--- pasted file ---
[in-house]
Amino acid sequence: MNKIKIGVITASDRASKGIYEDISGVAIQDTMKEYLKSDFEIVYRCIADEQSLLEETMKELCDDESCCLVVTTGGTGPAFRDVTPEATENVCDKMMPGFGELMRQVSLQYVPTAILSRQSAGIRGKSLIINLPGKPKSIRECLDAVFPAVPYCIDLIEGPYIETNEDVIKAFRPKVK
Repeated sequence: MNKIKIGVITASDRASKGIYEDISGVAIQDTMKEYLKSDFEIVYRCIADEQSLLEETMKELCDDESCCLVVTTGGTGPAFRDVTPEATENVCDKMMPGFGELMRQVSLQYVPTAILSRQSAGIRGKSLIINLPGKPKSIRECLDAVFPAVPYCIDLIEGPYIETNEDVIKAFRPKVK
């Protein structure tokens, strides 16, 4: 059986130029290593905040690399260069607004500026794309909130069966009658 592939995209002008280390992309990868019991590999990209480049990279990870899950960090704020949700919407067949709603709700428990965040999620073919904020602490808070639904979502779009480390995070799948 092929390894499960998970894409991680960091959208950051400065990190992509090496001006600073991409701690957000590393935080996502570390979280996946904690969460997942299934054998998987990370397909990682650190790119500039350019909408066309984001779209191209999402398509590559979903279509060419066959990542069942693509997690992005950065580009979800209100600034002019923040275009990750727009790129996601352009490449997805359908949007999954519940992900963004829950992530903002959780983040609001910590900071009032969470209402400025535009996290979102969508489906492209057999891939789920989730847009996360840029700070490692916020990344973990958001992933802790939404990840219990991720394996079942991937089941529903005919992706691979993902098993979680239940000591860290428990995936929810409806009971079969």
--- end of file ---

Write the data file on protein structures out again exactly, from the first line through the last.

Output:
[in-house]
Amino acid sequence: MNKIKIGVITASDRASKGIYEDISGVAIQDTMKEYLKSDFEIVYRCIADEQSLLEETMKELCDDESCCLVVTTGGTGPAFRDVTPEATENVCDKMMPGFGELMRQVSLQYVPTAILSRQSAGIRGKSLIINLPGKPKSIRECLDAVFPAVPYCIDLIEGPYIETNEDVIKAFRPKVK
Repeated sequence: MNKIKIGVITASDRASKGIYEDISGVAIQDTMKEYLKSDFEIVYRCIADEQSLLEETMKELCDDESCCLVVTTGGTGPAFRDVTPEATENVCDKMMPGFGELMRQVSLQYVPTAILSRQSAGIRGKSLIINLPGKPKSIRECLDAVFPAVPYCIDLIEGPYIETNEDVIKAFRPKVK
């Protein structure tokens, strides 16, 4: 059986130029290593905040690399260069607004500026794309909130069966009658 592939995209002008280390992309990868019991590999990209480049990279990870899950960090704020949700919407067949709603709700428990965040999620073919904020602490808070639904979502779009480390995070799948 092929390894499960998970894409991680960091959208950051400065990190992509090496001006600073991409701690957000590393935080996502570390979280996946904690969460997942299934054998998987990370397909990682650190790119500039350019909408066309984001779209191209999402398509590559979903279509060419066959990542069942693509997690992005950065580009979800209100600034002019923040275009990750727009790129996601352009490449997805359908949007999954519940992900963004829950992530903002959780983040609001910590900071009032969470209402400025535009996290979102969508489906492209057999891939789920989730847009996360840029700070490692916020990344973990958001992933802790939404990840219990991720394996079942991937089941529903005919992706691979993902098993979680239940000591860290428990995936929810409806009971079969």